If this was not an attempt to find fault and punish or silence the opposition particularly the DPP because of their opinions and alternative views and honest questioning of how government is managing resources and failing to fulfill their promises, what was holding them all this time to only come out with guns blazing only days after the leader of opposition laid a scathing attack against the president for not being fit for the job?

Was this just an act of diversion to coverup for something even bigger and more sinister?

‘Popular uprising?’

The actions and warning shots of the purported arrests that came through the house of the people in such a rare and unprecedented move will always be seen by many as a highly calculated and well synergized maneuver to intimidate the opposition.

This seemed to be more of a retaliatory response than anything else after the opposition leader levelled a witheringly scornful attack on the president for failure of leadership.

I know and understand that It was a tall order for government to rebut on behalf of the president since the words used were his own words that he used against his predecessor in 2016, but government should have chosen another way of responding.

DPP fed right into the wave of a popular uprising that is being orchestrated by one Bon Kalindo, and maybe there was fear of the rising momentum, which would give the opposition a needed push to bounce back with more life.

It’s clear that Tonse government has lost control of the narrative and that the perception has shifted.

Of course , the general theory or conjecture in some quarters, of course this is without any evidence, still remains that probably DPP is behind the funding of these demos that seem to be doing well and going nowhere while gaining momentum across the nation.

For some of you who are quick to dismiss things, here is a quick reality check for you., the demos have already produced results by forcing government to cut the the toll fees in half and fulfilling campaign promise to reduce passport fees.

This is what a true people power movement looks like.

So instead of focusing on intimidating the opposition, government should begin focusing on fulfilling their promises.

Firstly the element of blackmail which is mainly employed to silence the other party by threatening to unseal the alibi or coverup of their wrong doing will always backfire at some point.

The unnecessary never ending investigations to keep the other camp on the edge always is very retrogressive.

On these cases of Kabambe, Phiri and Mwanamveka government had waited this long to arrest them despite the many calls that were being made by many citizens. The question is what was holding them back?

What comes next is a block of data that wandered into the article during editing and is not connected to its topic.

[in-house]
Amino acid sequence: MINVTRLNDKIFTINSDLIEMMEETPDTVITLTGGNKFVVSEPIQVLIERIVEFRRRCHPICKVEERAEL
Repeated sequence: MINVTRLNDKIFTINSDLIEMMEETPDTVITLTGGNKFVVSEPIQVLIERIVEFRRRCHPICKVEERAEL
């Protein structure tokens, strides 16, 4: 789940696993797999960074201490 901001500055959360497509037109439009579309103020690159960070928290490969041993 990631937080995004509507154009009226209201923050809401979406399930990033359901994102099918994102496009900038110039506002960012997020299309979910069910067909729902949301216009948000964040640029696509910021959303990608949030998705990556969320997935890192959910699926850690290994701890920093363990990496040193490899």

It’s a shame that the arrests were made and government showed up at the court unprepared with nothing, failing to substantiate their charges and instead asking for extra days to finish building their case.

This on its own is repugnant to the spirit of natural justice. They say that justice delayed is Justice denied.

Any legal redress that is not forthcoming in a timely fashion, becomes a travesty to justice and may end up being interpreted as a distorted representation of something that was supposed to be good in the first place.

When we look at these cases, timing is something that has been totally off.

We all agree that most of these DPP gurus are smeared with corruption and deserves a day in a court room, but why wait until they challenge the President and his government?

So what I am questioning here is the parody of justice. We can not allow our justice system to have two rules for one game.

Government should be able to exercise sound judgment and control when handling high profile cases like these.

The law should be applied equally to anyone. That means everyone should be presumed innocent until reasonable doubt has been reached and that they have been found guilty by a competent judge.

Government cannot be arresting people before carrying out full investigation of the cases.

In some instances it may cost the tax payer money to cover for lost cases.

Talking of equal justice, we know the only way this government has survived and managed to get away with so much garbage is by continuously exerting so much pressure on the opposition.

Well, just as you know they say that there are always two sides to every coin, there is always another side to every story.

Like I have always said many times, the biggest and the most unforgivable mistake that this Tonse Alliance is making is to actually make DPP a tough act to follow.

This is a bunch that was defeated and was not even supposed to have a moral standing ground.

Yet the corruption and careless conduct by this government is the only reason that has revived the dead DPP cadavers from their abyss and given them a reason to challenge the moral character of the president and his government.

As a parting shot let me leave you with these wise words that Ghandi once said: “Truth never damages a cause that is just.”


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1 year ago

well said

1 year ago

well written dpp lawyer